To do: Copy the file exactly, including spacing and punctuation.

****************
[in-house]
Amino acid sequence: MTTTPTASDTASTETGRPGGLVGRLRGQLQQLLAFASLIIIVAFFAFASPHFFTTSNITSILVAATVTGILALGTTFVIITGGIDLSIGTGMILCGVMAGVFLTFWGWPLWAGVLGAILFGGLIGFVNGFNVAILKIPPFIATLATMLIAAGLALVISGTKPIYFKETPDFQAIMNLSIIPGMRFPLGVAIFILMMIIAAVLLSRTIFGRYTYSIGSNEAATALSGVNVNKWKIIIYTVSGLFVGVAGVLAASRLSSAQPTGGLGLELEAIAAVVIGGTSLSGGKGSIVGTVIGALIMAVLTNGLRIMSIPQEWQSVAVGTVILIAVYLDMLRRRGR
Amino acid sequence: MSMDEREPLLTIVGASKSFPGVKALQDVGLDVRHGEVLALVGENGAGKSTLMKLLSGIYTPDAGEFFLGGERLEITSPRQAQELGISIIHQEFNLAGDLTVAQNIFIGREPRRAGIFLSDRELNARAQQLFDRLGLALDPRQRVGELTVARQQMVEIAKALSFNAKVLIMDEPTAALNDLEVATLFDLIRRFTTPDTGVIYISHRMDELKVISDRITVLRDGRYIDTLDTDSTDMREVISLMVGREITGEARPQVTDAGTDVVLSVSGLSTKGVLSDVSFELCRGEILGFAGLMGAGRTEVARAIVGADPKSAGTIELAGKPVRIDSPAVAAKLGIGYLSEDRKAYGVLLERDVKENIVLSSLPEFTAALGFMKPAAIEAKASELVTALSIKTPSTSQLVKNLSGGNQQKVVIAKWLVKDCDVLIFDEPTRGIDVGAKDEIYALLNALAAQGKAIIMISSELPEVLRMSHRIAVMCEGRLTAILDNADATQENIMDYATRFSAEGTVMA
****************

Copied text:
[in-house]
Amino acid sequence: MTTTPTASDTASTETGRPGGLVGRLRGQLQQLLAFASLIIIVAFFAFASPHFFTTSNITSILVAATVTGILALGTTFVIITGGIDLSIGTGMILCGVMAGVFLTFWGWPLWAGVLGAILFGGLIGFVNGFNVAILKIPPFIATLATMLIAAGLALVISGTKPIYFKETPDFQAIMNLSIIPGMRFPLGVAIFILMMIIAAVLLSRTIFGRYTYSIGSNEAATALSGVNVNKWKIIIYTVSGLFVGVAGVLAASRLSSAQPTGGLGLELEAIAAVVIGGTSLSGGKGSIVGTVIGALIMAVLTNGLRIMSIPQEWQSVAVGTVILIAVYLDMLRRRGR
Amino acid sequence: MSMDEREPLLTIVGASKSFPGVKALQDVGLDVRHGEVLALVGENGAGKSTLMKLLSGIYTPDAGEFFLGGERLEITSPRQAQELGISIIHQEFNLAGDLTVAQNIFIGREPRRAGIFLSDRELNARAQQLFDRLGLALDPRQRVGELTVARQQMVEIAKALSFNAKVLIMDEPTAALNDLEVATLFDLIRRFTTPDTGVIYISHRMDELKVISDRITVLRDGRYIDTLDTDSTDMREVISLMVGREITGEARPQVTDAGTDVVLSVSGLSTKGVLSDVSFELCRGEILGFAGLMGAGRTEVARAIVGADPKSAGTIELAGKPVRIDSPAVAAKLGIGYLSEDRKAYGVLLERDVKENIVLSSLPEFTAALGFMKPAAIEAKASELVTALSIKTPSTSQLVKNLSGGNQQKVVIAKWLVKDCDVLIFDEPTRGIDVGAKDEIYALLNALAAQGKAIIMISSELPEVLRMSHRIAVMCEGRLTAILDNADATQENIMDYATRFSAEGTVMA